With that disclaimer, let's see if I can stock an etsy shop by the end of the year.

Monday, September 1, 2014

Spillwrite In Preparation For Taking A Month Offline

I don't know how much (or rather how little) time I have spent disconnected from the internet since I first got connected back in 1997. There have been a few times when we had a computer in the shop or something, but I doubt I've been offline for six months total in those seventeen years. I want to see if I am a lot more focused in the actual world if I spend less time in the virtual world (and I don't even think I spend an excessive amount of time online). I am wondering if my very brain is more fragmented because I know I always have the option to just "pop onto the internetz". In September I am going to work on growing some new neural pathways or restoring old ones by being mostly offline for the month. I'll chat with you on my phone if you miss me, but apart from adding content to my Art Journaling FB page, I won't be hanging out anywhere online; I won't be getting involved in discussions about whether Christians can (or rather may) smoke marijuana or be soldiers or whether there would be a creative renaissance if there were separation of School and State. I don't think that the internet is the ultimate cause of my focus problems, though - it just exacerbates and/or highlights the already colander-like state of my brain that has developed over the years of childrearing, which itself is exacerbated by my overly active and neurotic psychological makeup.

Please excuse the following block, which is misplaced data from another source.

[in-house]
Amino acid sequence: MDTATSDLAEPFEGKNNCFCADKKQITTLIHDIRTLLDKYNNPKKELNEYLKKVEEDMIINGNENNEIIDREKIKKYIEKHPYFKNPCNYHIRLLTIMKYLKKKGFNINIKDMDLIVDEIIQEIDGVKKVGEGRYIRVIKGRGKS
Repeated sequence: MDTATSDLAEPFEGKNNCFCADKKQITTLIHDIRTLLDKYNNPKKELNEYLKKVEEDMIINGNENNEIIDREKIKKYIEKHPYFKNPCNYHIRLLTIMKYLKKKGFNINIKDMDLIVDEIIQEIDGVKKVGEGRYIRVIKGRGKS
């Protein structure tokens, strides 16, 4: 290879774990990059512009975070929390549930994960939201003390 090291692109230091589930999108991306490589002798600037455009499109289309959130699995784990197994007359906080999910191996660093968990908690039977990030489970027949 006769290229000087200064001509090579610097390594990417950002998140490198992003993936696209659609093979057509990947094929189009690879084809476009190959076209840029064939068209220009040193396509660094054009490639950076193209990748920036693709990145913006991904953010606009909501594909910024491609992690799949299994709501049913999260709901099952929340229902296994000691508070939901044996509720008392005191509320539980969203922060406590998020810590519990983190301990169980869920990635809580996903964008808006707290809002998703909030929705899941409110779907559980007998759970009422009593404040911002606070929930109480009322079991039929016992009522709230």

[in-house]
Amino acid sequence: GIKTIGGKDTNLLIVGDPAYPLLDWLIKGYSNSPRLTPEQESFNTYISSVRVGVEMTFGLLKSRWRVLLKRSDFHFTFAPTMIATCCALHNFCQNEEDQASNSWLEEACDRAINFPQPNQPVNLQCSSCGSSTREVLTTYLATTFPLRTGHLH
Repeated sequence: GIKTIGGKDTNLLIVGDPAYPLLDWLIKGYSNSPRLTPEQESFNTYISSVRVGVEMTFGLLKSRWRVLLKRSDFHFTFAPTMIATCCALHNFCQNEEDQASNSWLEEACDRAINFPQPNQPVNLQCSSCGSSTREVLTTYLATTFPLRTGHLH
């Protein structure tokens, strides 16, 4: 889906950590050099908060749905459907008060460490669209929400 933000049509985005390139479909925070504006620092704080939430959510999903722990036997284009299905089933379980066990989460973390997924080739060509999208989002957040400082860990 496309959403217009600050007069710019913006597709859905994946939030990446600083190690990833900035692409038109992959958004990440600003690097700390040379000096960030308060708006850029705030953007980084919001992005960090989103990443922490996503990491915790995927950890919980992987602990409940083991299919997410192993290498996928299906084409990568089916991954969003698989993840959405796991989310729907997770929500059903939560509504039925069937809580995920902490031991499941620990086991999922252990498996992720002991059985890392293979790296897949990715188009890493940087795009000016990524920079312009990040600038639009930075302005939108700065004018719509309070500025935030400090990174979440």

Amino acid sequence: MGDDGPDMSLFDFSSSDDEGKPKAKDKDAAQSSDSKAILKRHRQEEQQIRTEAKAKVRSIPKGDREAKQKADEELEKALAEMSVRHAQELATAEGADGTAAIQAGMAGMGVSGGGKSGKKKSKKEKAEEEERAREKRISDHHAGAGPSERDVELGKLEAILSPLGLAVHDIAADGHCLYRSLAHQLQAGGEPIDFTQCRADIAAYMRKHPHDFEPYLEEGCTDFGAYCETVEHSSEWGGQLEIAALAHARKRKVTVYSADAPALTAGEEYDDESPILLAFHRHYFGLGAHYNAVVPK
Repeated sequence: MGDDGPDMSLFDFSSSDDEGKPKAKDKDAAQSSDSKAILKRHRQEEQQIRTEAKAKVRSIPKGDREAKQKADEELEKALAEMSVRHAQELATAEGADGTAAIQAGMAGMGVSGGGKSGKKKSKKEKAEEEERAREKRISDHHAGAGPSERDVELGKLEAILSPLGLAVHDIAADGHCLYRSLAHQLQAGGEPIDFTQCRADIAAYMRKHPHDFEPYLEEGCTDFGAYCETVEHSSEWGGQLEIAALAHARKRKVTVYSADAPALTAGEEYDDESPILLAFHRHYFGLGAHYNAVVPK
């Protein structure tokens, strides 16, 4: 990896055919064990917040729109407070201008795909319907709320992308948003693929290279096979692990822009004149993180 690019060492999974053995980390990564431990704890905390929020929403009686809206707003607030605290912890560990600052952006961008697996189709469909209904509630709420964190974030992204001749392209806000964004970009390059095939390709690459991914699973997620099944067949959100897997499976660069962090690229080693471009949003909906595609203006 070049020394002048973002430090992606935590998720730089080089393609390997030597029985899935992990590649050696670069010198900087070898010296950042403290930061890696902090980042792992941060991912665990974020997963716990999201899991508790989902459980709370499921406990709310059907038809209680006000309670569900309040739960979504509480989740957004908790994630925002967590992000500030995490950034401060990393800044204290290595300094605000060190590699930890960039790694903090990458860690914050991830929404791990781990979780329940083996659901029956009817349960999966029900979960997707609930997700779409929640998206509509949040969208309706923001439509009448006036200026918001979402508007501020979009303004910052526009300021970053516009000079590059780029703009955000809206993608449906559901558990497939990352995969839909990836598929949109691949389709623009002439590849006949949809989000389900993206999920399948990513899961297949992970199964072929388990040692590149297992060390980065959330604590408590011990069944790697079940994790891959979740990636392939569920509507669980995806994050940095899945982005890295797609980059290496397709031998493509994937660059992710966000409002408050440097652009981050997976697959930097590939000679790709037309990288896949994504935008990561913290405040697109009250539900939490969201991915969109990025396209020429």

There are a few important things I have left undone in the past year which have been weighing on me, and so getting them out of the way will make my stylish yet affordable I'm A Failure backpack that much lighter. I am going to attempt to do a 30 Days Art Journal AND a Thirty Days Zine - the zine will necessitate using my desktop publishing program with a few short jaunts online for images. Those are both more tactile and truly recreational and, dare I say, "centering" activities for me, and I need to get myself re-centered and integrated or defragmented or whatever. I have been struggling with a lot of depression and discouragement lately, and I just can't find the hope springs eternal thing that used to reside under just a thin layer of cynicism. I would say that I am having an actual crisis of faith, which has only happened once before in all my years of being a Christian - and the first one was much milder. I don't expect I will ever be an apostate, but sometimes I'm concerned I might have a little bit of heretic in me. I am still working through a bunch of stuff related to my time in the Biblical Womanhood camp, because externally I still live the exact same life. In some ways I miss and want to restore a lot of what I was during that time, but simultaneously,  I often feel like I am experiencing the kind of malaise that was described in The Feminine Mystique.